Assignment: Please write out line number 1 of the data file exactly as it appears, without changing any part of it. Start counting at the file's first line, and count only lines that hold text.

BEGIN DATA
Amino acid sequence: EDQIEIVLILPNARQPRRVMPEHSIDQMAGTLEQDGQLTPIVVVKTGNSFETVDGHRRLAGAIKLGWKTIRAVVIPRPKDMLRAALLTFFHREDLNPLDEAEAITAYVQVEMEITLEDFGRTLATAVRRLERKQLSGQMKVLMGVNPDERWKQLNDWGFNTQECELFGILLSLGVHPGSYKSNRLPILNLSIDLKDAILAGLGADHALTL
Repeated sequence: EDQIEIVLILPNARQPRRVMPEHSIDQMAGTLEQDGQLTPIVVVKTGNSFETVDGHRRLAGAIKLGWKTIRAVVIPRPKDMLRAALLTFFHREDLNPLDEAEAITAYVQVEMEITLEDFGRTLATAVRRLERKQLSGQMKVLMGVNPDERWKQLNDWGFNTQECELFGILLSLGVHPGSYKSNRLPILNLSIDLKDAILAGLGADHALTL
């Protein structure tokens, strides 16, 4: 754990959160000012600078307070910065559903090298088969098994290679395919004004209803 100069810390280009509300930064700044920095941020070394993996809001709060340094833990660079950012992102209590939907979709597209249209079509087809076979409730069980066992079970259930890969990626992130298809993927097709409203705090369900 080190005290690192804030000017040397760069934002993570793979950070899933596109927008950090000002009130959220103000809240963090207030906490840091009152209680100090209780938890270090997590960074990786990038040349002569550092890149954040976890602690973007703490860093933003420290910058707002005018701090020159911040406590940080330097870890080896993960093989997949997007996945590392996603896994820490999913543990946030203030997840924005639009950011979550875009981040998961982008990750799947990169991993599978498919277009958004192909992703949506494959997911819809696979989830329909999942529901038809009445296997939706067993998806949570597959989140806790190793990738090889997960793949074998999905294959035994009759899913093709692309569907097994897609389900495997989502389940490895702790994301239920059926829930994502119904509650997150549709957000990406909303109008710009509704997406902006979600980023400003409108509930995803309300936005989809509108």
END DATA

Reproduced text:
Amino acid sequence: EDQIEIVLILPNARQPRRVMPEHSIDQMAGTLEQDGQLTPIVVVKTGNSFETVDGHRRLAGAIKLGWKTIRAVVIPRPKDMLRAALLTFFHREDLNPLDEAEAITAYVQVEMEITLEDFGRTLATAVRRLERKQLSGQMKVLMGVNPDERWKQLNDWGFNTQECELFGILLSLGVHPGSYKSNRLPILNLSIDLKDAILAGLGADHALTL